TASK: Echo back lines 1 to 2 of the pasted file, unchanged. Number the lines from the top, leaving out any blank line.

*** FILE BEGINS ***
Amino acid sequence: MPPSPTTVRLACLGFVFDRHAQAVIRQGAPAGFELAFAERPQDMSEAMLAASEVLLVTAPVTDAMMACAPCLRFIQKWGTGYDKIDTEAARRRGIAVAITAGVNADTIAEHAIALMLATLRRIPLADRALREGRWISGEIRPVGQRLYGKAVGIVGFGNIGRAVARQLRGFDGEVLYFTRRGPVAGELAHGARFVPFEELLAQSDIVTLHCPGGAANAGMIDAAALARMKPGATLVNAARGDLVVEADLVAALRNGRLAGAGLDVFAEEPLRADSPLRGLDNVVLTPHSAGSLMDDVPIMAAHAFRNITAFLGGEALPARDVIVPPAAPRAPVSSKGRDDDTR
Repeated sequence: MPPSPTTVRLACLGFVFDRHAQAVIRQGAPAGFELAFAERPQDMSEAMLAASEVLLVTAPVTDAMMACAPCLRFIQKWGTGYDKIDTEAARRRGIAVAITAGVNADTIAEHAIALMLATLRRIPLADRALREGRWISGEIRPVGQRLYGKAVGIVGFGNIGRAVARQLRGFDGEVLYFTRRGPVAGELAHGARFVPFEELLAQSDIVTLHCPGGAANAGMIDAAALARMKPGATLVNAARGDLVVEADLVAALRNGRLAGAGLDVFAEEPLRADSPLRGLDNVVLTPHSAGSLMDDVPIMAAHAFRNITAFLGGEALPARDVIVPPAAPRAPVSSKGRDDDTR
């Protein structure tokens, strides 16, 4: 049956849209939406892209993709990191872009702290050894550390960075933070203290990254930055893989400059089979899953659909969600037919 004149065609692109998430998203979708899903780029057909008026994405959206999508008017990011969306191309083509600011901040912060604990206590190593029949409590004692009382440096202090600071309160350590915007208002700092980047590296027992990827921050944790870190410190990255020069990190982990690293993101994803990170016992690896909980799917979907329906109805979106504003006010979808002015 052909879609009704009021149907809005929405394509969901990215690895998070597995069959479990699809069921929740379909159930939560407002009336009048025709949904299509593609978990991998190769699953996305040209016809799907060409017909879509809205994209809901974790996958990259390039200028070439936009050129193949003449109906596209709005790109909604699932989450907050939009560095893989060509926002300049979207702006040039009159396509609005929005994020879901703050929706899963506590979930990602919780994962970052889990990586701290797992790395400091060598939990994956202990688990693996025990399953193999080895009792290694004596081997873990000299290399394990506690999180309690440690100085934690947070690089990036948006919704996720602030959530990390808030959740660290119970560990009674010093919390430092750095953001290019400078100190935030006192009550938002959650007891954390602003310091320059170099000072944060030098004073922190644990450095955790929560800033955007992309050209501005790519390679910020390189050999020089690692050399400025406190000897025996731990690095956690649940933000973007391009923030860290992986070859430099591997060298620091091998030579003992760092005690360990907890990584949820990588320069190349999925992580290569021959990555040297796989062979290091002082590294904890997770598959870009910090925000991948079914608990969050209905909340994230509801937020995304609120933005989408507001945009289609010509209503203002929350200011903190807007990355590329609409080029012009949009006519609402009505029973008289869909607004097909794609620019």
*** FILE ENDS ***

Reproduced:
Amino acid sequence: MPPSPTTVRLACLGFVFDRHAQAVIRQGAPAGFELAFAERPQDMSEAMLAASEVLLVTAPVTDAMMACAPCLRFIQKWGTGYDKIDTEAARRRGIAVAITAGVNADTIAEHAIALMLATLRRIPLADRALREGRWISGEIRPVGQRLYGKAVGIVGFGNIGRAVARQLRGFDGEVLYFTRRGPVAGELAHGARFVPFEELLAQSDIVTLHCPGGAANAGMIDAAALARMKPGATLVNAARGDLVVEADLVAALRNGRLAGAGLDVFAEEPLRADSPLRGLDNVVLTPHSAGSLMDDVPIMAAHAFRNITAFLGGEALPARDVIVPPAAPRAPVSSKGRDDDTR
Repeated sequence: MPPSPTTVRLACLGFVFDRHAQAVIRQGAPAGFELAFAERPQDMSEAMLAASEVLLVTAPVTDAMMACAPCLRFIQKWGTGYDKIDTEAARRRGIAVAITAGVNADTIAEHAIALMLATLRRIPLADRALREGRWISGEIRPVGQRLYGKAVGIVGFGNIGRAVARQLRGFDGEVLYFTRRGPVAGELAHGARFVPFEELLAQSDIVTLHCPGGAANAGMIDAAALARMKPGATLVNAARGDLVVEADLVAALRNGRLAGAGLDVFAEEPLRADSPLRGLDNVVLTPHSAGSLMDDVPIMAAHAFRNITAFLGGEALPARDVIVPPAAPRAPVSSKGRDDDTR